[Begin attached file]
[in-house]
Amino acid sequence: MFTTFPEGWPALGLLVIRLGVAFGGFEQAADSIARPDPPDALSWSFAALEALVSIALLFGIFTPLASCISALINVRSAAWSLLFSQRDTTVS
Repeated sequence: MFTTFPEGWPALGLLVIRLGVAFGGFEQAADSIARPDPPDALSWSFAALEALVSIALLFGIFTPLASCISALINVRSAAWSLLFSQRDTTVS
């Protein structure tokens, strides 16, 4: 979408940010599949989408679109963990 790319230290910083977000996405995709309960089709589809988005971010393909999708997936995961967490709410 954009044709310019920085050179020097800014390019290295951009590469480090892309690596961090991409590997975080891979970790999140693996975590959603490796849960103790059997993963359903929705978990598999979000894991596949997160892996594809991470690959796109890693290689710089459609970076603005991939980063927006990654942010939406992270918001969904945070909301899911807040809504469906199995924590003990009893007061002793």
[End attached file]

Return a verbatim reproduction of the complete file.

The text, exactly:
[in-house]
Amino acid sequence: MFTTFPEGWPALGLLVIRLGVAFGGFEQAADSIARPDPPDALSWSFAALEALVSIALLFGIFTPLASCISALINVRSAAWSLLFSQRDTTVS
Repeated sequence: MFTTFPEGWPALGLLVIRLGVAFGGFEQAADSIARPDPPDALSWSFAALEALVSIALLFGIFTPLASCISALINVRSAAWSLLFSQRDTTVS
């Protein structure tokens, strides 16, 4: 979408940010599949989408679109963990 790319230290910083977000996405995709309960089709589809988005971010393909999708997936995961967490709410 954009044709310019920085050179020097800014390019290295951009590469480090892309690596961090991409590997975080891979970790999140693996975590959603490796849960103790059997993963359903929705978990598999979000894991596949997160892996594809991470690959796109890693290689710089459609970076603005991939980063927006990654942010939406992270918001969904945070909301899911807040809504469906199995924590003990009893007061002793």